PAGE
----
Splice Variant Biomarkers in Clear Cell Renal Cell Carcinoma Identified

Posted by Ellen Burns on August 2nd, 2022

Kidney cancer accounts for only 4% of all cancers in the United States; however, its incidence has more than doubled since 1975, and the most common type is clear cell renal cell carcinoma. Although the prognosis of patients has been improving due to new treatment options, the 5-year survival rate is 50% to 69% and even lower for patients with metastatic disease.

Scientists are trying to improve their understanding of clear cell renal cell carcinoma development to develop new targeted therapies. In a new study published in the European Journal of Urology, researchers at the Murphy Cancer Center identified biomarkers for this disease type and developed a tool to indicate which patients are at higher risk of poor prognosis based on the expression of biomarkers.

Clear cell renal cell carcinoma is a complex disease that develops from mutations in different types of genes, including hereditary and incidental changes. Despite this knowledge, none of these mutations can be used to develop effective treatments. To help better understand the key molecular processes involved in the development of clear cell renal cell carcinoma, Moffett's researchers began investigating alternative messenger RNA (mRNA) splice variants to determine whether they were altered in this disease and whether these variants could be used as biomarkers of patient prognosis.

MRNA is a key intermediate molecule in the conversion of DNA into protein. DNA is converted to mRNA in the nucleus. mRNA is then used as a template to form proteins that control all cellular and physiological processes; however, RNA molecules are spliced into different products before mRNA is converted into protein. This allows a gene to encode many different proteins. Alternative splicing is a natural process, but cancer cells can hijack this process, create splice variants, and promote cancer development and progression.

Moffett's researchers used a novel screening process that started with cancer cell line data and then confirmed with clear cell renal cell carcinoma patient data to identify splice variants enriched in patients. They identified 16 key splice variants altered in patients with clear cell renal cell carcinoma, several of which were associated with disease biology and outcome. The researchers also identified some splicing variants associated with altered DNA modification patterns.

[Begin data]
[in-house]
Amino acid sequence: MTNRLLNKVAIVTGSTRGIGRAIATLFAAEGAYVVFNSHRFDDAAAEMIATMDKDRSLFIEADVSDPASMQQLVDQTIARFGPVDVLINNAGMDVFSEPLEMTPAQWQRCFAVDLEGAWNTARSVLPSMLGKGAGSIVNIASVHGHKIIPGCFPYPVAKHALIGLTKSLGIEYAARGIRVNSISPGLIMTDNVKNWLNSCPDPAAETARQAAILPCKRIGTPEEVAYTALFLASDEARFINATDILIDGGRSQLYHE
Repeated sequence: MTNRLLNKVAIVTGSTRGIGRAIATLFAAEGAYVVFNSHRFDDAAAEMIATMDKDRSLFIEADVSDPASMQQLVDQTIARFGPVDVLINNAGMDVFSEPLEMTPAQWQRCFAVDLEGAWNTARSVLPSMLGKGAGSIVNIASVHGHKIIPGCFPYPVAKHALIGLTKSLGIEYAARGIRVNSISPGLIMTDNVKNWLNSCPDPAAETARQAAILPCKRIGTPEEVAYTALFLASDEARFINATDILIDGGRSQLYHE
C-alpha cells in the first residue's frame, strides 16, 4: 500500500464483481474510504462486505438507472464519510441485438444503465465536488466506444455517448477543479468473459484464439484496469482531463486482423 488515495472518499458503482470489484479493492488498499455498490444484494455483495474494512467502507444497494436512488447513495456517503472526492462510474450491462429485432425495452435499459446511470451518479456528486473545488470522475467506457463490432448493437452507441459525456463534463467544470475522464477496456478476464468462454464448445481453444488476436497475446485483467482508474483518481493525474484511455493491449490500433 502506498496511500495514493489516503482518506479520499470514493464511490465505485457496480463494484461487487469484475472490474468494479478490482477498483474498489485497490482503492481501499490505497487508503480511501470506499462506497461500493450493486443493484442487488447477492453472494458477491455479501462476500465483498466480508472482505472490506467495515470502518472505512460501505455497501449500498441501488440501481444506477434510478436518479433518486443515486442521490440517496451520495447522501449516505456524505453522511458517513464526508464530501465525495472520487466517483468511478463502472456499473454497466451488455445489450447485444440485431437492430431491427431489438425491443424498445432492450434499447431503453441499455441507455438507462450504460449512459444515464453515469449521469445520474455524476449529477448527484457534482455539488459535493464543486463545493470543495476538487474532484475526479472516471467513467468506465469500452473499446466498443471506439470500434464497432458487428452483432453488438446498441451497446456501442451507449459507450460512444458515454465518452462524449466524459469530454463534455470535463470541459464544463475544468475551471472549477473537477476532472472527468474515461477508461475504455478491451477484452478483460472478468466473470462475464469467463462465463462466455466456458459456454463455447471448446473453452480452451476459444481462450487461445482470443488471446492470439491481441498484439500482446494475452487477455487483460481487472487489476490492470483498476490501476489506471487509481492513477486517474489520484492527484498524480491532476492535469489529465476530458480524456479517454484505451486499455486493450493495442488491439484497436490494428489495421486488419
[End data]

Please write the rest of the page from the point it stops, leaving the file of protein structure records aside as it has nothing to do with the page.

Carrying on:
The researchers used this information to create a survival risk tool based on the combined expression levels of five splice variants. Expression of RNASET2 and FGD1 was associated with worse prognosis, whereas expression of PDZD2, COBLL1 and PTPN14 was associated with better prognosis. This tool enables patients to be stratified according to overall survival and low, intermediate, and high risk of cancer-specific survival. The researchers further analyzed protein expression patterns in clear cell renal cell carcinoma tumor samples and found that some proteins responsible for gene splicing altered expression and protein modification patterns in high-risk patient populations.

Brandon Manley, MD, study author and assistant member of the Department of Genitourinary Oncology, explained: "These results suggest that altered splicing variants may play an important role in the development of clear cell renal cell carcinoma and represent biomarkers of patient prognosis.” “Future studies need to clarify the mechanistic role of aberrant splicing variants, their significance in predicting response to systemic therapy, and their use as biomarkers for disease detection, recurrence, or metastasis.”

"The discovery of renal cancer-specific splice variants may facilitate the development of blood-based liquid biopsy tests to better manage patients' disease. We are testing whether these RNA splicing variants are also detectable in the blood of patients with clear cell renal cell carcinoma. If successful, we will develop a highly sensitive blood-based method to diagnose this disease early. This non-invasive approach can also be used to monitor disease progression or even predict response to treatment," said study author Dr. Wang Liang, a senior member of the Department of Genitourinary Oncology.

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Ellen Burns

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Ellen Burns
Joined: November 1st, 2019
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